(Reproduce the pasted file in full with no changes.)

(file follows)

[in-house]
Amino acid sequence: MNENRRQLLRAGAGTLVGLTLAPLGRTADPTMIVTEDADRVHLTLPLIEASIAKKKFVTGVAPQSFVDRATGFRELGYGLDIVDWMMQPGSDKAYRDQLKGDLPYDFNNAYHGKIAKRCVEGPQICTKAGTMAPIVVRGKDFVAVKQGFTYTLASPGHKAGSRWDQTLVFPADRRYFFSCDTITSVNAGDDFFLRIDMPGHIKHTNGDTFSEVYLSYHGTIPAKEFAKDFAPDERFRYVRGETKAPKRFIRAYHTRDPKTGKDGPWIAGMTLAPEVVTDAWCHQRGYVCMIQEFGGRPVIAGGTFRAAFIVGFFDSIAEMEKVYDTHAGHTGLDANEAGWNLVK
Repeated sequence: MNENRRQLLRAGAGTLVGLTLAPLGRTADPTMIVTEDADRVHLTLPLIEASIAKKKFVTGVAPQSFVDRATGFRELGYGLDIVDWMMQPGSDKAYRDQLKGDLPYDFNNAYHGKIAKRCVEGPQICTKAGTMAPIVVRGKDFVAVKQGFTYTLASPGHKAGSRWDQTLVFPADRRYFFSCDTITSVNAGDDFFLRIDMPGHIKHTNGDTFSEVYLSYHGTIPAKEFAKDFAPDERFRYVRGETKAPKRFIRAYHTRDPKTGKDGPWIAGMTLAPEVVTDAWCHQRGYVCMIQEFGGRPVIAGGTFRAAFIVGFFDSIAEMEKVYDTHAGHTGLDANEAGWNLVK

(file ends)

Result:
[in-house]
Amino acid sequence: MNENRRQLLRAGAGTLVGLTLAPLGRTADPTMIVTEDADRVHLTLPLIEASIAKKKFVTGVAPQSFVDRATGFRELGYGLDIVDWMMQPGSDKAYRDQLKGDLPYDFNNAYHGKIAKRCVEGPQICTKAGTMAPIVVRGKDFVAVKQGFTYTLASPGHKAGSRWDQTLVFPADRRYFFSCDTITSVNAGDDFFLRIDMPGHIKHTNGDTFSEVYLSYHGTIPAKEFAKDFAPDERFRYVRGETKAPKRFIRAYHTRDPKTGKDGPWIAGMTLAPEVVTDAWCHQRGYVCMIQEFGGRPVIAGGTFRAAFIVGFFDSIAEMEKVYDTHAGHTGLDANEAGWNLVK
Repeated sequence: MNENRRQLLRAGAGTLVGLTLAPLGRTADPTMIVTEDADRVHLTLPLIEASIAKKKFVTGVAPQSFVDRATGFRELGYGLDIVDWMMQPGSDKAYRDQLKGDLPYDFNNAYHGKIAKRCVEGPQICTKAGTMAPIVVRGKDFVAVKQGFTYTLASPGHKAGSRWDQTLVFPADRRYFFSCDTITSVNAGDDFFLRIDMPGHIKHTNGDTFSEVYLSYHGTIPAKEFAKDFAPDERFRYVRGETKAPKRFIRAYHTRDPKTGKDGPWIAGMTLAPEVVTDAWCHQRGYVCMIQEFGGRPVIAGGTFRAAFIVGFFDSIAEMEKVYDTHAGHTGLDANEAGWNLVK